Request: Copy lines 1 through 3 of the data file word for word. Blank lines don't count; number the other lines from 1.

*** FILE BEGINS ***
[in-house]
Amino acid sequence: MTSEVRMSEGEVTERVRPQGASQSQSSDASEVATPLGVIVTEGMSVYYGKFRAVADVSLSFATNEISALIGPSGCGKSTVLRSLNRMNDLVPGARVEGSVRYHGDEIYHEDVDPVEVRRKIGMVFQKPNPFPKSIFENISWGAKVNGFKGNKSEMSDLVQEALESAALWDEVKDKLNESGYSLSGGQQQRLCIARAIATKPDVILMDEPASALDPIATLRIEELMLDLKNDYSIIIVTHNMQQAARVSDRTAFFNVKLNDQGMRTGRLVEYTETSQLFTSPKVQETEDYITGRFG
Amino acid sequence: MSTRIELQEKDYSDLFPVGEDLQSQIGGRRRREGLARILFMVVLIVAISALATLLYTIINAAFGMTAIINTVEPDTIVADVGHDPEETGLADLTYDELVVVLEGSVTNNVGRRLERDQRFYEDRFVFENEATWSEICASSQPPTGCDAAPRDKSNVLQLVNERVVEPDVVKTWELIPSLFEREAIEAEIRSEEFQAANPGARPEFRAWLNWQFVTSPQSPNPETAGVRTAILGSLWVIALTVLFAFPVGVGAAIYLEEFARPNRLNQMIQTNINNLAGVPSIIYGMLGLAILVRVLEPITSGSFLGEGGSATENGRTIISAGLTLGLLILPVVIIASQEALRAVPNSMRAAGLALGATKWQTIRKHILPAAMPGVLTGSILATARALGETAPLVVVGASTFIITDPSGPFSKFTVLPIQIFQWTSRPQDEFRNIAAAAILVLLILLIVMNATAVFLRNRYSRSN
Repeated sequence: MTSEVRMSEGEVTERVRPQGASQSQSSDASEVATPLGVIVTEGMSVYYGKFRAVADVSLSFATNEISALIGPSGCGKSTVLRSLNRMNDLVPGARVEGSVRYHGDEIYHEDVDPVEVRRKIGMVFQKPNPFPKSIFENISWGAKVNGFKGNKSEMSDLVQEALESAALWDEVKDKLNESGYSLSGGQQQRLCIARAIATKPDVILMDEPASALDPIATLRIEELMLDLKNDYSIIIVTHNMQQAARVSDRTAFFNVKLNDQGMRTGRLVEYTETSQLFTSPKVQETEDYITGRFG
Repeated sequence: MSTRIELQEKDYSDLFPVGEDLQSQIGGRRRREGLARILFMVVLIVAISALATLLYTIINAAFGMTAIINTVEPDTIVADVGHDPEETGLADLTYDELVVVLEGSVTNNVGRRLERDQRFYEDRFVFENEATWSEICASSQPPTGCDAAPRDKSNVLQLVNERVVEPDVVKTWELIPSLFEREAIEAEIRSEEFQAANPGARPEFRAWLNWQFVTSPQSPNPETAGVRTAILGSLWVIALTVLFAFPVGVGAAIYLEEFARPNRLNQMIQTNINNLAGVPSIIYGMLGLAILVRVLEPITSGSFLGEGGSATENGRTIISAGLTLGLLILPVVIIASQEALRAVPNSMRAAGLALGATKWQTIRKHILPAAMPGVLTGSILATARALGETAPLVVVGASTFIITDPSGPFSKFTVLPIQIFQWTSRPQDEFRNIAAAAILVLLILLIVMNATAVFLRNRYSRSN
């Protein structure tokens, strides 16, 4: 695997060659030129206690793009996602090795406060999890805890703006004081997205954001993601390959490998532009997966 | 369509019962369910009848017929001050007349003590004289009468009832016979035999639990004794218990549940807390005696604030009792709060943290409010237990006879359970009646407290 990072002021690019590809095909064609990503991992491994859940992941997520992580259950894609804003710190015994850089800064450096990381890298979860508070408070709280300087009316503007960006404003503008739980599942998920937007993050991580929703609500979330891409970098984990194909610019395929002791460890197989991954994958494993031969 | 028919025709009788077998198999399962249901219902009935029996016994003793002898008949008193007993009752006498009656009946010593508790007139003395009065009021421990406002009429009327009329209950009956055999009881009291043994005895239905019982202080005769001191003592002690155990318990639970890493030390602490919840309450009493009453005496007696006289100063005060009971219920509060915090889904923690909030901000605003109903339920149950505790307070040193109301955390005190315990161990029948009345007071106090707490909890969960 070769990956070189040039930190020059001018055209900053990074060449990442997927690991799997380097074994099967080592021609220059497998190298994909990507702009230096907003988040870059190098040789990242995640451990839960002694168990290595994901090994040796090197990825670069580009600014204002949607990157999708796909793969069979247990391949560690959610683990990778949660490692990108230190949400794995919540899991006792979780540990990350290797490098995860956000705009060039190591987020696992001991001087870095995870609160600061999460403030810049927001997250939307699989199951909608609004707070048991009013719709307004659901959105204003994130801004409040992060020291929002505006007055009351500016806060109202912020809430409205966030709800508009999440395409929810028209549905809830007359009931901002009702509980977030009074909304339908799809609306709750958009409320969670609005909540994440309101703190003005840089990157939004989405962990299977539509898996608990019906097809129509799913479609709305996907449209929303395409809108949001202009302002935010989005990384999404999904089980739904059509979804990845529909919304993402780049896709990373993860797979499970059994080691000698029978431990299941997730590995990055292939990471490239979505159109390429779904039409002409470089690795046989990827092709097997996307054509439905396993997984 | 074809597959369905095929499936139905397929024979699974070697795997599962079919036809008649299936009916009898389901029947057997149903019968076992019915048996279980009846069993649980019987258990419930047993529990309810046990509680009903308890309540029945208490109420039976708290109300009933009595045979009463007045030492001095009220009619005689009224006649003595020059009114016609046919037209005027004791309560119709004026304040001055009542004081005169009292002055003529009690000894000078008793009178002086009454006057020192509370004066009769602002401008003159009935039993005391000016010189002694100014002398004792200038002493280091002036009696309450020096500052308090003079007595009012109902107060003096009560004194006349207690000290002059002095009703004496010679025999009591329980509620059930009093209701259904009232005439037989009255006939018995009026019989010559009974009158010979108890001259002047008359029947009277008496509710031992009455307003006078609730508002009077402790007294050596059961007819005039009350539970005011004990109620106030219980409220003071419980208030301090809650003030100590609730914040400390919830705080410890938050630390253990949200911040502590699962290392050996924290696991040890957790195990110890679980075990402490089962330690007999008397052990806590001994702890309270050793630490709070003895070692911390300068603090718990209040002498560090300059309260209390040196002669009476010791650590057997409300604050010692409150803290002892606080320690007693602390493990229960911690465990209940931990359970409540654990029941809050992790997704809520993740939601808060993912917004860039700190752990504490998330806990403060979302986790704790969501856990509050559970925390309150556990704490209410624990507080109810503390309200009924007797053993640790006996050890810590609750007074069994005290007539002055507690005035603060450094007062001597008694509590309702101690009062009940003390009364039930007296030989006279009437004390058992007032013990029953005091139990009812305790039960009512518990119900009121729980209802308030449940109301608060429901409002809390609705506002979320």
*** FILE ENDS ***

[in-house]
Amino acid sequence: MTSEVRMSEGEVTERVRPQGASQSQSSDASEVATPLGVIVTEGMSVYYGKFRAVADVSLSFATNEISALIGPSGCGKSTVLRSLNRMNDLVPGARVEGSVRYHGDEIYHEDVDPVEVRRKIGMVFQKPNPFPKSIFENISWGAKVNGFKGNKSEMSDLVQEALESAALWDEVKDKLNESGYSLSGGQQQRLCIARAIATKPDVILMDEPASALDPIATLRIEELMLDLKNDYSIIIVTHNMQQAARVSDRTAFFNVKLNDQGMRTGRLVEYTETSQLFTSPKVQETEDYITGRFG
Amino acid sequence: MSTRIELQEKDYSDLFPVGEDLQSQIGGRRRREGLARILFMVVLIVAISALATLLYTIINAAFGMTAIINTVEPDTIVADVGHDPEETGLADLTYDELVVVLEGSVTNNVGRRLERDQRFYEDRFVFENEATWSEICASSQPPTGCDAAPRDKSNVLQLVNERVVEPDVVKTWELIPSLFEREAIEAEIRSEEFQAANPGARPEFRAWLNWQFVTSPQSPNPETAGVRTAILGSLWVIALTVLFAFPVGVGAAIYLEEFARPNRLNQMIQTNINNLAGVPSIIYGMLGLAILVRVLEPITSGSFLGEGGSATENGRTIISAGLTLGLLILPVVIIASQEALRAVPNSMRAAGLALGATKWQTIRKHILPAAMPGVLTGSILATARALGETAPLVVVGASTFIITDPSGPFSKFTVLPIQIFQWTSRPQDEFRNIAAAAILVLLILLIVMNATAVFLRNRYSRSN